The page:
If memory serves, that is…

    Dargor

    Plot point or not, I think it´s important to highlight the cultural differences between the protagonists, without making one superior or more correct than the other. I guess there are things the settlers do regulary than natives like Elk consider digusting, morally or otherwise.

      Absolutely. And those differences will be the subject of the upcoming vignette “How We Decided You’re People! As told by Toothy Kit, Wisdom-in-Training”.

    Dargor

    Minor question: Considering the setting, does the “stealing enemy´s valor” actually works or is it mere superstition?

      *Wicked Grin*

      If the Japethan’s alchemy works, the natives’ medicine works.

        Turul

        Is the valour taken by taking the aether of the slain, or is it something else and possibly even more intangible?

          Hmmmmm. I hadn’t made up my mind about that. Any suggestions? What do you all think?

          Turul

          I don’t know. Leave the question open for now? Sometimes the answer just clicks to something else later like a puzzle piece.

          maeverin

          I agree with Turul to leave it open for now. As someone who is a stickler for fantasy worlds to create rules and stick to them, I think this actually falls into the category of “not everything needs to be explained”. Especially when it comes to spiritual stuff like that. Let there be a little mystery of the unknown :)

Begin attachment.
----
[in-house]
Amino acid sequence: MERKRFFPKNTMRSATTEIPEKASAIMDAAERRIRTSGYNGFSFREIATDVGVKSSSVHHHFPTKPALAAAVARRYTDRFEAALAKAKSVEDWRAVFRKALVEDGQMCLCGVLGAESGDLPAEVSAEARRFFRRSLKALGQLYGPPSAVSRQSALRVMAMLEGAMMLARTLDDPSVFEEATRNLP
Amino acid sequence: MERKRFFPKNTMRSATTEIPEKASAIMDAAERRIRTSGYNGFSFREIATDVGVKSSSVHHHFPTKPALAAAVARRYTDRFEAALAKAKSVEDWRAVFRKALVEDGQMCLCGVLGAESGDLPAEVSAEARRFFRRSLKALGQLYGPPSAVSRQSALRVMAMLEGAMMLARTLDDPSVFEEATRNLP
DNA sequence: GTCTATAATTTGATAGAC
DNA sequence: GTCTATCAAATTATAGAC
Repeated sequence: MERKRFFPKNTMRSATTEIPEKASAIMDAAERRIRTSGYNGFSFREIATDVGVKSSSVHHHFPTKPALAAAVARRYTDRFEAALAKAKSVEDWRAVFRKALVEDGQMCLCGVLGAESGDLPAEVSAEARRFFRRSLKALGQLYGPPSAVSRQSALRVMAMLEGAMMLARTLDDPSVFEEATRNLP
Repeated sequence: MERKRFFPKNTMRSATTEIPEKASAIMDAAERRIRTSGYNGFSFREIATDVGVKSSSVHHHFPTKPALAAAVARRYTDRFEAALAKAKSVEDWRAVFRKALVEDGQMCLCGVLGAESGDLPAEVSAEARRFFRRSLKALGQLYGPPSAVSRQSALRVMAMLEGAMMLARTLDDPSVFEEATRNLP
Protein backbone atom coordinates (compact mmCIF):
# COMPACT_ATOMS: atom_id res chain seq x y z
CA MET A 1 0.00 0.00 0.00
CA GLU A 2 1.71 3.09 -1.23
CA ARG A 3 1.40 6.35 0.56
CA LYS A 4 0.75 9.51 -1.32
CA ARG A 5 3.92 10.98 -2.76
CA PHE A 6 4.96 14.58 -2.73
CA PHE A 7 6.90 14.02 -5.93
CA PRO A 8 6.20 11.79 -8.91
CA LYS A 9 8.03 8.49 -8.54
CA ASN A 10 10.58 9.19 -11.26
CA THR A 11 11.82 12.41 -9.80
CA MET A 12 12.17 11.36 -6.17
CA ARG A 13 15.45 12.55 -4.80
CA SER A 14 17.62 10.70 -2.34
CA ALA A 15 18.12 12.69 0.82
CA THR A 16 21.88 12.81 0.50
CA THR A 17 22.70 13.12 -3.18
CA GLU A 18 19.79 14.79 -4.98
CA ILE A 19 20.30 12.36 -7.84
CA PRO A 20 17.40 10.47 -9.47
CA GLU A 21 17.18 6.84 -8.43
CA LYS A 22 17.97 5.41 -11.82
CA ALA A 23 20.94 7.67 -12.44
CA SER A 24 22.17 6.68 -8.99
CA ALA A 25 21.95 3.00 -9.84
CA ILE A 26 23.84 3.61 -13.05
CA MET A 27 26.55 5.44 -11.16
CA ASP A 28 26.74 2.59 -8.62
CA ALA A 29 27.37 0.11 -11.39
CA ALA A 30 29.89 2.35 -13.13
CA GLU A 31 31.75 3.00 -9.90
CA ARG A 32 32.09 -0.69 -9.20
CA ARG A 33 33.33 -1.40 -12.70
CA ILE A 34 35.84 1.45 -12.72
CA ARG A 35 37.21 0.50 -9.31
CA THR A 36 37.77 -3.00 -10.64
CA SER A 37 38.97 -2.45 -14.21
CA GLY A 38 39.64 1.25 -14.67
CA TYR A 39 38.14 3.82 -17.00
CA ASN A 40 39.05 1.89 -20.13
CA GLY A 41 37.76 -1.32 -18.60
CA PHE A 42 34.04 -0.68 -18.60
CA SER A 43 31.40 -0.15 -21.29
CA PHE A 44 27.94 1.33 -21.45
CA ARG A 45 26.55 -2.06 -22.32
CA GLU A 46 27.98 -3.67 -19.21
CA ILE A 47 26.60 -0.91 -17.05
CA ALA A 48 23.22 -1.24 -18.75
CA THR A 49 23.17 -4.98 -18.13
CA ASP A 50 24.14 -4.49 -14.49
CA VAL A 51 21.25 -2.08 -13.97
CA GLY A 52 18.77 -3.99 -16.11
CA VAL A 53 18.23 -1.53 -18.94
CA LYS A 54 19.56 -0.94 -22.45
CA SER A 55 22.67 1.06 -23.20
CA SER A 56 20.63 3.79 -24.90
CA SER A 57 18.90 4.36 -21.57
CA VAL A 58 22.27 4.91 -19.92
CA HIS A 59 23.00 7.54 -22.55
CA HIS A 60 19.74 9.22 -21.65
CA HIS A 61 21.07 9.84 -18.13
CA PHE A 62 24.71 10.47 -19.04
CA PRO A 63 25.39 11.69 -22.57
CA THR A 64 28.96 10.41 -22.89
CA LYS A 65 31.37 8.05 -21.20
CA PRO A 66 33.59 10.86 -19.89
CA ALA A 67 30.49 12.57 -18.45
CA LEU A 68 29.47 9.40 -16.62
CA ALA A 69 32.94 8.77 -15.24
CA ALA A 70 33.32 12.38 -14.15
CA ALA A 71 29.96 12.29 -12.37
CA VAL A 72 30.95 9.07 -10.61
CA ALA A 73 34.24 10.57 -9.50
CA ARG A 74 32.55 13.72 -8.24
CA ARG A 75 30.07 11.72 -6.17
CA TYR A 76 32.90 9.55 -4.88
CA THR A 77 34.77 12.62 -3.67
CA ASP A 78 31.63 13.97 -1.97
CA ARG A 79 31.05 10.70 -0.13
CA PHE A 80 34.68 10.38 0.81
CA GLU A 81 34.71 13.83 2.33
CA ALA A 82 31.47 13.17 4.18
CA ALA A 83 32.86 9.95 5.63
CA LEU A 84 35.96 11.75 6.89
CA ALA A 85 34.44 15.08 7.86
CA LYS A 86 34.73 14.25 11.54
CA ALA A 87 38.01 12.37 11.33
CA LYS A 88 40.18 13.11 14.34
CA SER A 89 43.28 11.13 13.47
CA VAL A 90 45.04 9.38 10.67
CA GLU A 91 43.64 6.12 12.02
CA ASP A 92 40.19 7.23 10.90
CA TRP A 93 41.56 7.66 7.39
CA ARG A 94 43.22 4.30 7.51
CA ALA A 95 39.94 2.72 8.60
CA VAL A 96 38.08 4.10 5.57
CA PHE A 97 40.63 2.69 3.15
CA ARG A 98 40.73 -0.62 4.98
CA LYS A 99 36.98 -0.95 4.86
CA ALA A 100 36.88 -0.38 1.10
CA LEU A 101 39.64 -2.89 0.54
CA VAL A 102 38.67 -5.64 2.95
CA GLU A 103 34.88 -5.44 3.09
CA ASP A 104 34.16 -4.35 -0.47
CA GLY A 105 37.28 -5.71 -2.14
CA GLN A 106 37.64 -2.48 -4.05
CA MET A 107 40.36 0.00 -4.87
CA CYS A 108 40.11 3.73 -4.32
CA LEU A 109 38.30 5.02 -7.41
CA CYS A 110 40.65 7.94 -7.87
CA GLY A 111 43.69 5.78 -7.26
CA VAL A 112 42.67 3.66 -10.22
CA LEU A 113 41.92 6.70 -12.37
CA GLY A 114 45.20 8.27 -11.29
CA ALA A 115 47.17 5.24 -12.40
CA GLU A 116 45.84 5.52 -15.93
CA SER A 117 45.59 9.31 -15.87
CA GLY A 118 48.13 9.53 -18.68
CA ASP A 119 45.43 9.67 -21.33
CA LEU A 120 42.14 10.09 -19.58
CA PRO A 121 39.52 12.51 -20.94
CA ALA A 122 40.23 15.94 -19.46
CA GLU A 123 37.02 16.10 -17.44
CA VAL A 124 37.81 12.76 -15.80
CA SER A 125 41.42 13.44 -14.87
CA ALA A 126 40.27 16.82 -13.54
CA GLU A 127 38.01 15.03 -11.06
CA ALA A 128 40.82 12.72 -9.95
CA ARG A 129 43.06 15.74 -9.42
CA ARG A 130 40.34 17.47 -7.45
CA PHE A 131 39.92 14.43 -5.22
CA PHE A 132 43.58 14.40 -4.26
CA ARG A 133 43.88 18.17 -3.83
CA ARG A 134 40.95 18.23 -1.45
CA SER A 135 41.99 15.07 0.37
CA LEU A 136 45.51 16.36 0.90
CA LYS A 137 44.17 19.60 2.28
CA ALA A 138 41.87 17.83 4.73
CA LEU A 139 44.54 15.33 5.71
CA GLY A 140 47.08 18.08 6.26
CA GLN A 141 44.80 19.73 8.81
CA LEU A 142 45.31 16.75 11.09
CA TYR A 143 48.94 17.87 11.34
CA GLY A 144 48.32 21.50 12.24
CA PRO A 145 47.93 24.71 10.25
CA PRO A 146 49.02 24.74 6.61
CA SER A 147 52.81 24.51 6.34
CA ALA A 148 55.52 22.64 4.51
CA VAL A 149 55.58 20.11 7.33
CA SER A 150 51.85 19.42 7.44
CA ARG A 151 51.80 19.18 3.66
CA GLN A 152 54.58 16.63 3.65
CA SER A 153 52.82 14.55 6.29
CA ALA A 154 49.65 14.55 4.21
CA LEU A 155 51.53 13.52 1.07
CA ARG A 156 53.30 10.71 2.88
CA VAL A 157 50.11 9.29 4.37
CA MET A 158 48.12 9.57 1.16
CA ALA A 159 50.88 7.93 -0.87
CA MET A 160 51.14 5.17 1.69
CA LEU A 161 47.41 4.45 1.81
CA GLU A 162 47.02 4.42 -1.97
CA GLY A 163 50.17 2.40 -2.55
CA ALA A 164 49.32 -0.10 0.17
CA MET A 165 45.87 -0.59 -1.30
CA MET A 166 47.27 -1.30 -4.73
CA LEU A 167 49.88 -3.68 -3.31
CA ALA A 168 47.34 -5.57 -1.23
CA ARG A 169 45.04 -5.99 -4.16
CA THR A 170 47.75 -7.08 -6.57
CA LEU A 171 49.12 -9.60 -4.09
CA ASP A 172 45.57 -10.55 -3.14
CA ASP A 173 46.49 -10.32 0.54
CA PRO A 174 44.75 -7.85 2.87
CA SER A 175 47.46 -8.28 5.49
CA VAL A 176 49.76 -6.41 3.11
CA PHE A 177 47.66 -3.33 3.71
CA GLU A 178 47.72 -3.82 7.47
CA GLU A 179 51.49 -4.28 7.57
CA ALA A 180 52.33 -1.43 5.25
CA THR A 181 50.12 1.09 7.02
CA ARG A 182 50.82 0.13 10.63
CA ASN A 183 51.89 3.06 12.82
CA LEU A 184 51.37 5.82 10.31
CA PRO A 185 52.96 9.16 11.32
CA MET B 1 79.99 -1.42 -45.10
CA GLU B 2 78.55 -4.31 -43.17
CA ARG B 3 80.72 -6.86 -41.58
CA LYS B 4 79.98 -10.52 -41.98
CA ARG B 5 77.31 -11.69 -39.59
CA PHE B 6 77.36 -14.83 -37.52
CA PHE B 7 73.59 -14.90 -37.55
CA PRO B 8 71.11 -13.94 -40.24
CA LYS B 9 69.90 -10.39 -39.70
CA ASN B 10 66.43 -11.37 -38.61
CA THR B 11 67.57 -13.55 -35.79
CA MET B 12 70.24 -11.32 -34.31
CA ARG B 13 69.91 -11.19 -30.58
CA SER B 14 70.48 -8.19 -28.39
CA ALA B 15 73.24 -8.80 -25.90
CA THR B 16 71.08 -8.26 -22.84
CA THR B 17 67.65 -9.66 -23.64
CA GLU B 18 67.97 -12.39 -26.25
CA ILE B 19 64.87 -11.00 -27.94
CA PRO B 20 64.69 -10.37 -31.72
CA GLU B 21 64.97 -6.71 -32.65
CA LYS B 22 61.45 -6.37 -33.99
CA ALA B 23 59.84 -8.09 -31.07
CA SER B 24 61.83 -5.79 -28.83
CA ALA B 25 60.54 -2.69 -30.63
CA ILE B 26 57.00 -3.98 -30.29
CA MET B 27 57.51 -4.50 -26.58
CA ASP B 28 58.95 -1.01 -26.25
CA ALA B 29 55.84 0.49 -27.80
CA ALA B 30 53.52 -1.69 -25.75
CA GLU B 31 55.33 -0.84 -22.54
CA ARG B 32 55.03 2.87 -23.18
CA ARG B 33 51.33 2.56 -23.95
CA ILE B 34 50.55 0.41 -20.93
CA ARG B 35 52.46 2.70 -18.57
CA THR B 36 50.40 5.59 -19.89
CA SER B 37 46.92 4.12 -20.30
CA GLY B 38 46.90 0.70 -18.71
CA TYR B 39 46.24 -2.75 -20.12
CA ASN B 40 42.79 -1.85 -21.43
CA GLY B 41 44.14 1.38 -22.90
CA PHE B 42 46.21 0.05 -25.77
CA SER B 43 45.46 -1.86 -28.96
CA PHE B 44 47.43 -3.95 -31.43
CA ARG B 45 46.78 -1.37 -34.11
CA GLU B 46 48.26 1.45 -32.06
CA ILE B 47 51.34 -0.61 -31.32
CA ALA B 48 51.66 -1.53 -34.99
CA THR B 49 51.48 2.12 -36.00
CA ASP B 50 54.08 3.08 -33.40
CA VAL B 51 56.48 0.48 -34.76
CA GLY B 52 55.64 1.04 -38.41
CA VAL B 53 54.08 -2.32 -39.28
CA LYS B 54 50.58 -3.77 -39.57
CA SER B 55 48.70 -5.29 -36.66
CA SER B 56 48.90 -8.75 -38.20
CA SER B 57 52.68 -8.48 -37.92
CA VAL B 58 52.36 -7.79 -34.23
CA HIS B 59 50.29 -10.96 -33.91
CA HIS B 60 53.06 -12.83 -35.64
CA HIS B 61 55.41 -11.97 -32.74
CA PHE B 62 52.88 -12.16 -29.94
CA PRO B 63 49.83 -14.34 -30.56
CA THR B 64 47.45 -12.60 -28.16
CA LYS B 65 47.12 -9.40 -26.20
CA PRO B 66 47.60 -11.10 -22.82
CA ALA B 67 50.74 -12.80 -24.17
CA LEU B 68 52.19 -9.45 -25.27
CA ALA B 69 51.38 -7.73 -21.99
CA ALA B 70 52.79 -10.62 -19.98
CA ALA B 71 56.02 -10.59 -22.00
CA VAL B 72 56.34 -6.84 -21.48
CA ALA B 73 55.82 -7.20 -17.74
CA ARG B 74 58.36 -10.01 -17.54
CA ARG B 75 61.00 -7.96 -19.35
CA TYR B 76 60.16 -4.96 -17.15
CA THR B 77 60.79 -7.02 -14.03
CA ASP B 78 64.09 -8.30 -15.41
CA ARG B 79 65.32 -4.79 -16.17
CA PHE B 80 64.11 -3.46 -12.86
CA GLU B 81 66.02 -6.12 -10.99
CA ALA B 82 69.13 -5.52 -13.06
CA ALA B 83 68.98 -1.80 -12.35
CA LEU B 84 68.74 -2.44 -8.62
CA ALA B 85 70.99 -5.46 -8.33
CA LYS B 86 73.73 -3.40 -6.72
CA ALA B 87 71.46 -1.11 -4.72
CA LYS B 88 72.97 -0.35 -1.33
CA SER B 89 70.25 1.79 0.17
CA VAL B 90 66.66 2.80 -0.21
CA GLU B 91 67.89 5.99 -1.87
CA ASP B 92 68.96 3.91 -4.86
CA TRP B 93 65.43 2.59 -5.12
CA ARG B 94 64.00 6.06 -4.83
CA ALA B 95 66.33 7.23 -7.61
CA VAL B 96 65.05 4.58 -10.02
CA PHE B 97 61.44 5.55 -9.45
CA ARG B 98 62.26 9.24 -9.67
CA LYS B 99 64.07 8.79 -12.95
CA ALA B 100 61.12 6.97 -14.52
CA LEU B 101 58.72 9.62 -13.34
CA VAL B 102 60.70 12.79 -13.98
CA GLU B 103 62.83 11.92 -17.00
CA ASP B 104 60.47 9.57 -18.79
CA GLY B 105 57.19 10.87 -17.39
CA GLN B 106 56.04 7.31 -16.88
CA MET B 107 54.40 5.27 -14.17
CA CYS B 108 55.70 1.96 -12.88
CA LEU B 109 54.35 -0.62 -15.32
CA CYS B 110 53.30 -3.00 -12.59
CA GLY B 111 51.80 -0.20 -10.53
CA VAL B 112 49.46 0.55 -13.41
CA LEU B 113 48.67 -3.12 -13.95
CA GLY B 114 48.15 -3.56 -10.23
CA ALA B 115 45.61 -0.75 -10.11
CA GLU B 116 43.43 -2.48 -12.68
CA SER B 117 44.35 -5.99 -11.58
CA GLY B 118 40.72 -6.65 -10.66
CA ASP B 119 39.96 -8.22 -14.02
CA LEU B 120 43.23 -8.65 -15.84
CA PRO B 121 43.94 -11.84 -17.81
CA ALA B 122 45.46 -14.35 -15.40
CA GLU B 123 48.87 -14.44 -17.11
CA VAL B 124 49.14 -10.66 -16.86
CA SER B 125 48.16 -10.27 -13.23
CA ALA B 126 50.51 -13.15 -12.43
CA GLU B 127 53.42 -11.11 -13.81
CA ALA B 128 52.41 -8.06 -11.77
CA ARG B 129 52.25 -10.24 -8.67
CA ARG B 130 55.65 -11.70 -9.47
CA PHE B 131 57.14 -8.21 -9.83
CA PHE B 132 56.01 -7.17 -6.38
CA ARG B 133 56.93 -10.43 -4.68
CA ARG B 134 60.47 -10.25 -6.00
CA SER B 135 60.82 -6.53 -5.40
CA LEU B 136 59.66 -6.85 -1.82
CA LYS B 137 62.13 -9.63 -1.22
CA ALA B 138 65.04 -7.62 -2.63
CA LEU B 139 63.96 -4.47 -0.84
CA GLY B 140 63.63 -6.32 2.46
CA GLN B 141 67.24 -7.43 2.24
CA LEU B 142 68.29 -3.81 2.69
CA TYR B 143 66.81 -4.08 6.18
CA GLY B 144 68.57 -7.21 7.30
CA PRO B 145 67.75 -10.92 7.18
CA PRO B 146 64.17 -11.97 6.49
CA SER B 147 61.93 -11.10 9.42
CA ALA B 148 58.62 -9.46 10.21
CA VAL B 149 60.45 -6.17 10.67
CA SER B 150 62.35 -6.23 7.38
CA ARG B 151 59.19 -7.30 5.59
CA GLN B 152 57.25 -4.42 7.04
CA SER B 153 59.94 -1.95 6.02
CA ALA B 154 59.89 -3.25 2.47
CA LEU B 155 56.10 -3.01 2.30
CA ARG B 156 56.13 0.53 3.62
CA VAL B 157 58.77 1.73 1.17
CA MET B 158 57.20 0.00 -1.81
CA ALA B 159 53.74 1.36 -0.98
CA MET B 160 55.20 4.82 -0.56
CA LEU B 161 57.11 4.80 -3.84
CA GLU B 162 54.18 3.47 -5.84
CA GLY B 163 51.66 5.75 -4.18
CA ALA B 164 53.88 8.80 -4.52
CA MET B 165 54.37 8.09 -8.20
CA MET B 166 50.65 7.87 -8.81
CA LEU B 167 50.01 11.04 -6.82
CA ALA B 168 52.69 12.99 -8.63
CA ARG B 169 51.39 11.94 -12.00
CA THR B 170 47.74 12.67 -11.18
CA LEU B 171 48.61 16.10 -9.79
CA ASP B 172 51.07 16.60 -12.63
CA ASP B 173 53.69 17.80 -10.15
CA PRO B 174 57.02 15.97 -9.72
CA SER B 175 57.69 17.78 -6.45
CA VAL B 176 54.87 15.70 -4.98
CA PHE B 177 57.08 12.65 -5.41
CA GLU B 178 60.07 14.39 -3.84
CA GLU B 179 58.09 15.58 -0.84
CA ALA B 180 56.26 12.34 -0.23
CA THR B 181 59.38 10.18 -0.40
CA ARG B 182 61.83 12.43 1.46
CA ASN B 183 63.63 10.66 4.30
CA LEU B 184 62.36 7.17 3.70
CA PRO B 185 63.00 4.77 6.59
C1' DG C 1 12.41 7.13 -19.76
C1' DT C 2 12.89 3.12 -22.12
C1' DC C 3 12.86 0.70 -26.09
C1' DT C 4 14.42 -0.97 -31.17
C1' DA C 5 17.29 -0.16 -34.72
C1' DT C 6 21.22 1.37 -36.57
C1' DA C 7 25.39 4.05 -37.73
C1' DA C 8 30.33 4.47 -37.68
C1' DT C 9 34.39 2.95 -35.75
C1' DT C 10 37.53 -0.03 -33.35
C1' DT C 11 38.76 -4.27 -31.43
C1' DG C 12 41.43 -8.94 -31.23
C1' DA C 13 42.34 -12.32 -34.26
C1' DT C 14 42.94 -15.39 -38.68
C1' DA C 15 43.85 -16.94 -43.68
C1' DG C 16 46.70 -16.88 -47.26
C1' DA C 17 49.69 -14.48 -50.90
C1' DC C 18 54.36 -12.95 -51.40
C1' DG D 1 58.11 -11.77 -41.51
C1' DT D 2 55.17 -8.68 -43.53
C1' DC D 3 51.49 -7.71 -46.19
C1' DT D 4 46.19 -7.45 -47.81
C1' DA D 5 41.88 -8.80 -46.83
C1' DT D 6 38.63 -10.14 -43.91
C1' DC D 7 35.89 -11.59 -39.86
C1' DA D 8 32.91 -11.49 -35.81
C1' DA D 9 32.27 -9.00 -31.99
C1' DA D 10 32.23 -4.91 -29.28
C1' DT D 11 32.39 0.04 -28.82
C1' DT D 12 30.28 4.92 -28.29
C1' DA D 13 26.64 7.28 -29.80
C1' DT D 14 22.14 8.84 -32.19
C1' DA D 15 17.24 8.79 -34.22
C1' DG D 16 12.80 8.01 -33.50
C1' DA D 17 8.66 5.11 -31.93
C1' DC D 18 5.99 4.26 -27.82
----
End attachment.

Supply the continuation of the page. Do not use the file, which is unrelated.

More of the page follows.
stormangel13

    Thank you for including this and not omitting. Thank you for not erasing the history. This page is not offensive this is reality and in reality cultures are different. This is not different than the Aztecs believing that their gods needed hearts otherwise the sun would not rise. What modern times sees as barbaric or silly was based in the fact that for many people before the advent of sciences like astronomy or chemistry or even meteorology that things were different and spiritual facets of life were very important. Heck we once thought the medieval people were crazy for thinking the plague (black death) traveled on the air. They have found evidence now that it was actually airborne more so then carried by fleas. Well done including this and I am curious as to your native American contacts since I am part Iriquois don’t know much more than a name and he was a great grandfather. I was actually curious about it since you have been basing your tribes of them.